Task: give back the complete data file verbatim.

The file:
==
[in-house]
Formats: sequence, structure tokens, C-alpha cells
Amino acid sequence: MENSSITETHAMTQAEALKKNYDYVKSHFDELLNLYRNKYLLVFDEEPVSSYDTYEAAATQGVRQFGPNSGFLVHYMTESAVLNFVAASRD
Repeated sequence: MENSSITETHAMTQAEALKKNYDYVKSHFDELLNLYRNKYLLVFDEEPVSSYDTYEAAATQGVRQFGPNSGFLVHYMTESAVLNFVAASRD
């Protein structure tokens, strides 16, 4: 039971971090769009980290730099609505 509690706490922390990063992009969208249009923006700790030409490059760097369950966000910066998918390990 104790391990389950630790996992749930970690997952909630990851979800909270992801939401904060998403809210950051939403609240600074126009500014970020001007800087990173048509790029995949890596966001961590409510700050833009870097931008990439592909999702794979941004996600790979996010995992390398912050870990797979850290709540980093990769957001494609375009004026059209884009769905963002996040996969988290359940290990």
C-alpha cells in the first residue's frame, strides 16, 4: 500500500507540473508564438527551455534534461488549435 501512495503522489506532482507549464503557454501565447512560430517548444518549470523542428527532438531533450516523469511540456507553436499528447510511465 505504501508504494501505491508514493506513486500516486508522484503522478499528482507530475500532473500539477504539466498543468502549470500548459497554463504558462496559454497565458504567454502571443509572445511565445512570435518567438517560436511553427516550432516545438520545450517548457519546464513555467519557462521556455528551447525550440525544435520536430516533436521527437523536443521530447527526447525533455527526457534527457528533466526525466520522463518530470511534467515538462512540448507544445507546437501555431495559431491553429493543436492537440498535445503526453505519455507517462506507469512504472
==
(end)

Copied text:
[in-house]
Formats: sequence, structure tokens, C-alpha cells
Amino acid sequence: MENSSITETHAMTQAEALKKNYDYVKSHFDELLNLYRNKYLLVFDEEPVSSYDTYEAAATQGVRQFGPNSGFLVHYMTESAVLNFVAASRD
Repeated sequence: MENSSITETHAMTQAEALKKNYDYVKSHFDELLNLYRNKYLLVFDEEPVSSYDTYEAAATQGVRQFGPNSGFLVHYMTESAVLNFVAASRD
């Protein structure tokens, strides 16, 4: 039971971090769009980290730099609505 509690706490922390990063992009969208249009923006700790030409490059760097369950966000910066998918390990 104790391990389950630790996992749930970690997952909630990851979800909270992801939401904060998403809210950051939403609240600074126009500014970020001007800087990173048509790029995949890596966001961590409510700050833009870097931008990439592909999702794979941004996600790979996010995992390398912050870990797979850290709540980093990769957001494609375009004026059209884009769905963002996040996969988290359940290990």
C-alpha cells in the first residue's frame, strides 16, 4: 500500500507540473508564438527551455534534461488549435 501512495503522489506532482507549464503557454501565447512560430517548444518549470523542428527532438531533450516523469511540456507553436499528447510511465 505504501508504494501505491508514493506513486500516486508522484503522478499528482507530475500532473500539477504539466498543468502549470500548459497554463504558462496559454497565458504567454502571443509572445511565445512570435518567438517560436511553427516550432516545438520545450517548457519546464513555467519557462521556455528551447525550440525544435520536430516533436521527437523536443521530447527526447525533455527526457534527457528533466526525466520522463518530470511534467515538462512540448507544445507546437501555431495559431491553429493543436492537440498535445503526453505519455507517462506507469512504472